Havelka and Manicom versus Bottrill and Bumgardner in the debate over Arctic sovereignty. JUNAID IMRAN/THE MEDIUM

The UTM Debating Club hosted the Great Professors’ Debate on Tuesday evening to discuss the role of Canada in the dispute over Canada’s Arctic sovereignty.

Four professors were invited. VP Internal Robert Zeredynski, who did the most of the organizing of the event, introduced the topic and the debaters. In favour of an increased military role were professors Terry Bottrill of the Earth science department and Justin Bumgardner of the political science department, and in favour of international cooperation were professors Monika Havelka from the geography department and James Manicom of U of T’s Monk School of Foreign Affairs.

Each speaker was allotted seven minutes to present their arguments, and each team was given an extra three minutes afterwards for one of their members to give rebuttals and closing remarks.

First, Havelka made a plea for the federal government to consider the Arctic’s environmental concerns and the rights of the indigenous Inuit. The Inuit constitute over 50% of the Arctic population. Enlightening the audience about issues of climate change and the effects of UV radiation on Arctic biodiversity and skin cancer rates in residents, Havelka argued that environmental and political concerns should be put ahead of militarizing the far north.

Bottrill acknowledged Havelka’s position that the Arctic was a sensitive area, but argued that as the “frozen wasteland” thaws, the other seven nations in the group known as the “Arctic Powers” (namely, the US, Russia, Iceland, Norway, Sweden, Finland, and Denmark), and even powerful non-Arctic nations (such as China), pose a danger to the Arctic because the world is running out of easily accessible oil reserves, making the untapped resources a lucrative prize many may seek to exploit—and thereby damage the environment.

Bottrill argued that Canada is doing a better job of protecting the environment than would a free-for-all, and because the terms of the UN Convention of the Law of the Sea are unclear, it would require militarization to enforce Canada’s territorial claim.

Manicom countered that military hostility would not solve the problem, and that treaties were already making Arctic protection more plausible; he cited a recent trilateral submission by Canada, Denmark, and Russia to UNCLOS regarding the limits and extents of each state’s continental shelf, territorial sea, and EEZ boundaries.

Another transnational response to the issue he noted was that of “stewardship of the North”, whereby the Inuit of Canada, Alaska, Greenland, and Russia work together to manage polar bear populations and other endangered species in this fragile ecosystem. Manicom argued that by displaying hostility instead of cooperation, the opportunity for Canadian scientists, researchers, and environmentalists to collaborate with their peers in other Arctic nations would be put at risk, and even more hostility would be provoked.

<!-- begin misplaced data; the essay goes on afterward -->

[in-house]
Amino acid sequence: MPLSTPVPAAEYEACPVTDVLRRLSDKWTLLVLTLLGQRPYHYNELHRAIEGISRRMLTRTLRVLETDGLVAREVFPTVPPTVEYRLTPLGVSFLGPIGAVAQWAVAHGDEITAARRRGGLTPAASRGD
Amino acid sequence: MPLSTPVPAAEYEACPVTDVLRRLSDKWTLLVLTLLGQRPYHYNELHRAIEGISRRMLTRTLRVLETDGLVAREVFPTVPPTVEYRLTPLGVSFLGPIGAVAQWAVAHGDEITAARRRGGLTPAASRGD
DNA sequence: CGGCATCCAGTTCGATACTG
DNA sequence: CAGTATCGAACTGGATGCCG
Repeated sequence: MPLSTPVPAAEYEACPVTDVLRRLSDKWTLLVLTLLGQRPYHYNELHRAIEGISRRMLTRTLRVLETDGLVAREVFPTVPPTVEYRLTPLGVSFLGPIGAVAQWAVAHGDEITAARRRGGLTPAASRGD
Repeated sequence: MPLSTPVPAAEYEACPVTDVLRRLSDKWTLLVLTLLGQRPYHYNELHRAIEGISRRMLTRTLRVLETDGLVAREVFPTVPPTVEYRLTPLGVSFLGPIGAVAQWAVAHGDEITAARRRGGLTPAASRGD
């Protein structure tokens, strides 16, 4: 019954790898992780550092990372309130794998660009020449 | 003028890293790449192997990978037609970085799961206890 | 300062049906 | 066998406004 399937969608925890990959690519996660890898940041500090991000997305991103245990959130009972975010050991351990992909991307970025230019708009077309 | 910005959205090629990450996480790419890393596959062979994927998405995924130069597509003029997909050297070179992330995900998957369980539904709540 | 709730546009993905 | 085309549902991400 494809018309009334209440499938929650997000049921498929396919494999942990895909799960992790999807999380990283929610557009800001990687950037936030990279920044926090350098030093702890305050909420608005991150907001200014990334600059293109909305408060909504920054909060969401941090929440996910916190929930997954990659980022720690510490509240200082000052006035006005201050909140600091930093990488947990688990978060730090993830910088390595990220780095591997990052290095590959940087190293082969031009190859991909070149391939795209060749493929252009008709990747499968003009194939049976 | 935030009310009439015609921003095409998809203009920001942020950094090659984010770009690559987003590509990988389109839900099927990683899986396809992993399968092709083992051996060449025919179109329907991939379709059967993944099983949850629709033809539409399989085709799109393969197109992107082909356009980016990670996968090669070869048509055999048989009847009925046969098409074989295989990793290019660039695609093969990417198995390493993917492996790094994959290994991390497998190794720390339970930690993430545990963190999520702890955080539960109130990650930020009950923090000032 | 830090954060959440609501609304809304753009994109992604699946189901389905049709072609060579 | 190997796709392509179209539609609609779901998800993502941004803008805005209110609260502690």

Lastly, Bumgardner articulated his stance that the Northwest Passage must be clearly established as Canadian territorial waters, lest other Arctic and developing nations see the Northwest Passage as an international strait that any ship should be free to transit. Bumgardner noted that the Arctic seabed is a mineral resource that could be distributed among northern nations, and to prevent that, Canada would need to make a show of its jurisdictional rights by dispatching more icebreakers and building deep-water ports to establish a permanent military presence in the Arctic.

“Use it or lose it,” Bumgardner said, citing the ominous existence of Russian nuclear icebreakers apparently built for the Arctic as evidence that Canada needs to beef up its presence and get UNCLOS to clearly define its jurisdiction.

During rebuttals, Botrril denied the opposition’s suggestion that the Arctic nations could cooperate in the North indefinitely, while Manicom countered that the Russian and Chinese “threats” his opponents referred to were mere scaremongering.

In a closing remark, Bottrill said he was pleased that the debate created what he dubbed a “cross-fertilization of departments”.

Training directors Matthew Lozinski and Luke Sawczak served as judges of the event, posing questions to both debating panels, summing up the debate, and announcing the winning team, decided by secret ballot.

“Clearly, both sides care about the environment, the Inuit, and the general safety of the Arctic,” said Sawczak. “The real question is, who does it better: Canada or international collaboration?”

By a vote of 28 to 18, the majority of the audience was persuaded by the argument that Canada was best in charge of the Arctic and that we need to militarize the Arctic to establish our right to it.

After the debate there was a reception and mixer. Rahab Rane, VP Finance, said she was pleased that faculty debates allow professors from different fields to tackle the most significant interdisciplinary issues facing the world. She echoed Bottrill, saying that they offer a “vibrant forum of exchange…an academic, cultural and professional hub where leading research is announced and discussed, and lively debates are hosted and encouraged”.